Disasters in U.S.: An extreme and exhausting year
The East Coast got a double-whammy in one week with a magnitude 5.8 earthquake followed by a drenching from Irene. If one place felt more besieged than others, it was tiny Mineral, Va., the epicenter of the quake, where Louisa County Fire Lt. Floyd Richard stared at the darkening sky before Irene and said, "What did WE do to Mother Nature to come through here like this."
There are still four months to go, including September, the busiest month of the hurricane season. The Gulf Coast expected a soaking this weekend from Tropical Storm Lee and forecasters were watching Hurricane Katia slogging west in the Atlantic.
The insurance company Munich Re calculated that in the first six months of the year there have been 98 natural disasters in the United States, about double the average of the 1990s.
Even before Irene, the Federal Emergency Management Agency was on pace to obliterate the record for declared disasters issued by state, reflecting both the geographic breadth and frequency of America's problem-plagued year.
"If you weren't in a drought, you were drowning is what it came down to," Masters said.
Add to that, oppressive and unrelenting heat. Tens of thousands of daily weather records have been broken or tied and nearly 1,000 all-time records set, with most of them heat or rain related:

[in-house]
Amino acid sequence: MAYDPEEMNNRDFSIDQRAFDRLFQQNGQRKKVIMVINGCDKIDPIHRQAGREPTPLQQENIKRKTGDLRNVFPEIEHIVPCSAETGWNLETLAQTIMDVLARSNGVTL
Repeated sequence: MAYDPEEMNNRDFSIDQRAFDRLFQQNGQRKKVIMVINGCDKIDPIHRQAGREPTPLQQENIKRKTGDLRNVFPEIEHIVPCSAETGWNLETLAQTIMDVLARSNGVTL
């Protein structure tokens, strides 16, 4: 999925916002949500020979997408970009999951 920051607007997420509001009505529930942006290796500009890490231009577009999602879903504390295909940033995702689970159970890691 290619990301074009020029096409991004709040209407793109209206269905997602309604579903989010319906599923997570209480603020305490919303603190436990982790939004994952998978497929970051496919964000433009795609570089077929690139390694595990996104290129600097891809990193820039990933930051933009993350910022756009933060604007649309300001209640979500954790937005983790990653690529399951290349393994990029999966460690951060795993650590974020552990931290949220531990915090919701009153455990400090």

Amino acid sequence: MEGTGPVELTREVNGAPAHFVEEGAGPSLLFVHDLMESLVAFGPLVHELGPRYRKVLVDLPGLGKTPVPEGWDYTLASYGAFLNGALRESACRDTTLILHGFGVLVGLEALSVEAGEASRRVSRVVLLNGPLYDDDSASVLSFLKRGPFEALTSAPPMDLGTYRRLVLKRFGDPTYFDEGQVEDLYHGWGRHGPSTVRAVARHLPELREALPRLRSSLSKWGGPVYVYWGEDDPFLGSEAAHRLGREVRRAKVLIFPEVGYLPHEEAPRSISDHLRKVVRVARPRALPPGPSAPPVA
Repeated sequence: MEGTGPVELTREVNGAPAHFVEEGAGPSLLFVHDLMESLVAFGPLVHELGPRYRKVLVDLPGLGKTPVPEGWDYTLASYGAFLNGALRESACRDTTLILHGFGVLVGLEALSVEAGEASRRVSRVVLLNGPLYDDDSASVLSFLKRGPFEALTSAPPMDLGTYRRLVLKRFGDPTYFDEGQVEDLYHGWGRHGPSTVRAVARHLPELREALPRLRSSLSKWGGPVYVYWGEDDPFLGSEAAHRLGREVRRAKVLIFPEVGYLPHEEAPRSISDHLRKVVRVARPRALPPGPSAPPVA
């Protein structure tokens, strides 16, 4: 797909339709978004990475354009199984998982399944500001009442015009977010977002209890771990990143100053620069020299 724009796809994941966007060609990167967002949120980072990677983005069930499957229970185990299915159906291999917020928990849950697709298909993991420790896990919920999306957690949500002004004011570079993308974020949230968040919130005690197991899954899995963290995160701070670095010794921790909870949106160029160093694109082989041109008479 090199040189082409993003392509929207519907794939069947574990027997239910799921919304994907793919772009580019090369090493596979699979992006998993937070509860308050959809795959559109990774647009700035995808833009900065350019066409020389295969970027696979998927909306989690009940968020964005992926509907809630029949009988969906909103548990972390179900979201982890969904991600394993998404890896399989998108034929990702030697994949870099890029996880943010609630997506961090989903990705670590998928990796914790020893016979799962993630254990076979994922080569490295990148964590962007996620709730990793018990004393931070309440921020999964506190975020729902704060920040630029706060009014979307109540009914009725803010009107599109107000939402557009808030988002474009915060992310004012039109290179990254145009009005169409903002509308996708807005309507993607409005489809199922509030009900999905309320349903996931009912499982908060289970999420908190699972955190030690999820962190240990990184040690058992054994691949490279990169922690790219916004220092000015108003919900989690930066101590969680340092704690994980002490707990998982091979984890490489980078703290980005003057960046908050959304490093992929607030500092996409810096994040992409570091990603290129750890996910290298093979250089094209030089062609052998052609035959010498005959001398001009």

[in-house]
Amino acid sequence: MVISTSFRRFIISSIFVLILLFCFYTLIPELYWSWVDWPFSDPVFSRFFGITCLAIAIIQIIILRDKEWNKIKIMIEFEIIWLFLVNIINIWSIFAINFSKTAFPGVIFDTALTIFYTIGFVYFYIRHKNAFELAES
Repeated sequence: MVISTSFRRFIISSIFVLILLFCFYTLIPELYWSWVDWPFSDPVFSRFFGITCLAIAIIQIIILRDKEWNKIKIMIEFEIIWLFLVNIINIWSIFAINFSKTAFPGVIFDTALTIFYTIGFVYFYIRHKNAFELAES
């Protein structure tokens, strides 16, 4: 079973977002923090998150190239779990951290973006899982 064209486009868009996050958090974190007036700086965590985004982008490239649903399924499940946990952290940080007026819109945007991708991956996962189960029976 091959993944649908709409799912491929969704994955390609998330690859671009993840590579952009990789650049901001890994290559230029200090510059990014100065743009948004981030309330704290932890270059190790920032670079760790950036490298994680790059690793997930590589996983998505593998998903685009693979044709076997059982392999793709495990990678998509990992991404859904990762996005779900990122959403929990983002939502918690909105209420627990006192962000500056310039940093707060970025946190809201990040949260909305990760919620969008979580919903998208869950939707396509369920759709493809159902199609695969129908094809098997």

- Oklahoma set a record for hottest month ever in any state with July.
- Fairbanks, Alaska, hit 97 degrees on July 11, a record.
- Houston had a record string of 24 days in August with the thermometer over 100 degrees.
- Newark, N.J., set a record with 108 degrees, topping the old mark by 3 degrees.
Tornadoes this year hit medium-sized cities such as Joplin, Mo., and Tuscaloosa, Ala. The outbreaks affected 21 states, including unusual deadly twisters in Minnesota, Wisconsin and Massachusetts.
"I think this year has really been extraordinary in terms of natural catastrophes," said Andreas Schrast, head of catastrophic perils for Swiss Re, another big insurer.
One of the most noticeable and troubling weather extremes was the record-high nighttime temperatures, said Tom Karl, director of NOAA's National Climatic Data Center. That shows that the country wasn't cooling off at all at night, which both the human body and crops need.
"These events are abnormal," Karl said. "But it's part of an ongoing trend we've seen since 1980."
Individual weather disasters so far can't be directly attributed to global warming, but it is a factor in the magnitude and the string of many of the extremes, Karl and other climate scientists say.
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